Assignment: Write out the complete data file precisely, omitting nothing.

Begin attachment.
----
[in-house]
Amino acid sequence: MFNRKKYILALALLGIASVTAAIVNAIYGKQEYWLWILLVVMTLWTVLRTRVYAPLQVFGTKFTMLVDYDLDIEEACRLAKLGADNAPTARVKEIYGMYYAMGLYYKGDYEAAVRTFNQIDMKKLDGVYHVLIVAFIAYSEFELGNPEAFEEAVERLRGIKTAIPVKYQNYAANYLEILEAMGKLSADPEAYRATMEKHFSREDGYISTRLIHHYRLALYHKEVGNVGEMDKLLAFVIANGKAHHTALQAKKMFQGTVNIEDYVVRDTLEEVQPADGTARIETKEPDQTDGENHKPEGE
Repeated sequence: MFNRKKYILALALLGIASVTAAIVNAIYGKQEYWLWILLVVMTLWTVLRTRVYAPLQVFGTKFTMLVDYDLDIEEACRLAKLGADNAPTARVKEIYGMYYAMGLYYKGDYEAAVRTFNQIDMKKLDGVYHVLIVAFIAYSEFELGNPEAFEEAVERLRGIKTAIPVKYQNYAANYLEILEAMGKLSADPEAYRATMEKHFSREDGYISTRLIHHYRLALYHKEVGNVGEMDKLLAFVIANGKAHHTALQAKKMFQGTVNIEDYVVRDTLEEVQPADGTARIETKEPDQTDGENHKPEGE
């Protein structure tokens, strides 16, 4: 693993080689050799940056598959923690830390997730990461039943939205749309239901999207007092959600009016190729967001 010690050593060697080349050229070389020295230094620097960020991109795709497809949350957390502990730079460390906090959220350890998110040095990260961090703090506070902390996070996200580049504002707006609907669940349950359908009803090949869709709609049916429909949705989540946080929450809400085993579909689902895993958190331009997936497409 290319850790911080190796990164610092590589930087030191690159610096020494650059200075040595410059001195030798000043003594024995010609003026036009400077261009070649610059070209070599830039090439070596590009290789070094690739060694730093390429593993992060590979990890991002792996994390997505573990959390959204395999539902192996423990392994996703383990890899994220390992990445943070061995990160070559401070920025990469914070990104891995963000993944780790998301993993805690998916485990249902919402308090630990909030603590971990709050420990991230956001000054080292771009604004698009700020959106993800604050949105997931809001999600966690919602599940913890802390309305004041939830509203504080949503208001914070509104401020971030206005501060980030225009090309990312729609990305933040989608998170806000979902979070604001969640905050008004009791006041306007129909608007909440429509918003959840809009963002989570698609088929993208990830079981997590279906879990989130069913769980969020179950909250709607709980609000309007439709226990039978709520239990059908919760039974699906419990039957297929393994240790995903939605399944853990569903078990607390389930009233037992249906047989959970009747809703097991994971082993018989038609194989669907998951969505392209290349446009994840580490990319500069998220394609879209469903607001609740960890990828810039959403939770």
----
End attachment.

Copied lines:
[in-house]
Amino acid sequence: MFNRKKYILALALLGIASVTAAIVNAIYGKQEYWLWILLVVMTLWTVLRTRVYAPLQVFGTKFTMLVDYDLDIEEACRLAKLGADNAPTARVKEIYGMYYAMGLYYKGDYEAAVRTFNQIDMKKLDGVYHVLIVAFIAYSEFELGNPEAFEEAVERLRGIKTAIPVKYQNYAANYLEILEAMGKLSADPEAYRATMEKHFSREDGYISTRLIHHYRLALYHKEVGNVGEMDKLLAFVIANGKAHHTALQAKKMFQGTVNIEDYVVRDTLEEVQPADGTARIETKEPDQTDGENHKPEGE
Repeated sequence: MFNRKKYILALALLGIASVTAAIVNAIYGKQEYWLWILLVVMTLWTVLRTRVYAPLQVFGTKFTMLVDYDLDIEEACRLAKLGADNAPTARVKEIYGMYYAMGLYYKGDYEAAVRTFNQIDMKKLDGVYHVLIVAFIAYSEFELGNPEAFEEAVERLRGIKTAIPVKYQNYAANYLEILEAMGKLSADPEAYRATMEKHFSREDGYISTRLIHHYRLALYHKEVGNVGEMDKLLAFVIANGKAHHTALQAKKMFQGTVNIEDYVVRDTLEEVQPADGTARIETKEPDQTDGENHKPEGE
């Protein structure tokens, strides 16, 4: 693993080689050799940056598959923690830390997730990461039943939205749309239901999207007092959600009016190729967001 010690050593060697080349050229070389020295230094620097960020991109795709497809949350957390502990730079460390906090959220350890998110040095990260961090703090506070902390996070996200580049504002707006609907669940349950359908009803090949869709709609049916429909949705989540946080929450809400085993579909689902895993958190331009997936497409 290319850790911080190796990164610092590589930087030191690159610096020494650059200075040595410059001195030798000043003594024995010609003026036009400077261009070649610059070209070599830039090439070596590009290789070094690739060694730093390429593993992060590979990890991002792996994390997505573990959390959204395999539902192996423990392994996703383990890899994220390992990445943070061995990160070559401070920025990469914070990104891995963000993944780790998301993993805690998916485990249902919402308090630990909030603590971990709050420990991230956001000054080292771009604004698009700020959106993800604050949105997931809001999600966690919602599940913890802390309305004041939830509203504080949503208001914070509104401020971030206005501060980030225009090309990312729609990305933040989608998170806000979902979070604001969640905050008004009791006041306007129909608007909440429509918003959840809009963002989570698609088929993208990830079981997590279906879990989130069913769980969020179950909250709607709980609000309007439709226990039978709520239990059908919760039974699906419990039957297929393994240790995903939605399944853990569903078990607390389930009233037992249906047989959970009747809703097991994971082993018989038609194989669907998951969505392209290349446009994840580490990319500069998220394609879209469903607001609740960890990828810039959403939770």